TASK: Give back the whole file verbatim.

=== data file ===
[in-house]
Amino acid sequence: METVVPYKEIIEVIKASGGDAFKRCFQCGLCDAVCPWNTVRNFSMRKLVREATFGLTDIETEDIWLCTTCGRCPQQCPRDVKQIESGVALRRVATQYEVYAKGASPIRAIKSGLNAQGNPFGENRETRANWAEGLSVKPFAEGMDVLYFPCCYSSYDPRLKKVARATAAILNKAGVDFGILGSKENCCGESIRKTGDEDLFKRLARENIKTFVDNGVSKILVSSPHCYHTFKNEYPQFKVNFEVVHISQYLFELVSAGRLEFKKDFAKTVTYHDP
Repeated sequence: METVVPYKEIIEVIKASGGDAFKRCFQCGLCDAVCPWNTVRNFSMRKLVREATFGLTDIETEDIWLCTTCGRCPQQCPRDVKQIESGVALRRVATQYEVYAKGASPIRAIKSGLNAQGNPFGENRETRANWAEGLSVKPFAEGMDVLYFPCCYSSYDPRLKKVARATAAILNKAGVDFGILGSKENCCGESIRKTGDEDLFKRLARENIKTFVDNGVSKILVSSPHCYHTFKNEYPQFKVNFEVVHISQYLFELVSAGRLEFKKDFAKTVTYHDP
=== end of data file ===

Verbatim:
[in-house]
Amino acid sequence: METVVPYKEIIEVIKASGGDAFKRCFQCGLCDAVCPWNTVRNFSMRKLVREATFGLTDIETEDIWLCTTCGRCPQQCPRDVKQIESGVALRRVATQYEVYAKGASPIRAIKSGLNAQGNPFGENRETRANWAEGLSVKPFAEGMDVLYFPCCYSSYDPRLKKVARATAAILNKAGVDFGILGSKENCCGESIRKTGDEDLFKRLARENIKTFVDNGVSKILVSSPHCYHTFKNEYPQFKVNFEVVHISQYLFELVSAGRLEFKKDFAKTVTYHDP
Repeated sequence: METVVPYKEIIEVIKASGGDAFKRCFQCGLCDAVCPWNTVRNFSMRKLVREATFGLTDIETEDIWLCTTCGRCPQQCPRDVKQIESGVALRRVATQYEVYAKGASPIRAIKSGLNAQGNPFGENRETRANWAEGLSVKPFAEGMDVLYFPCCYSSYDPRLKKVARATAAILNKAGVDFGILGSKENCCGESIRKTGDEDLFKRLARENIKTFVDNGVSKILVSSPHCYHTFKNEYPQFKVNFEVVHISQYLFELVSAGRLEFKKDFAKTVTYHDP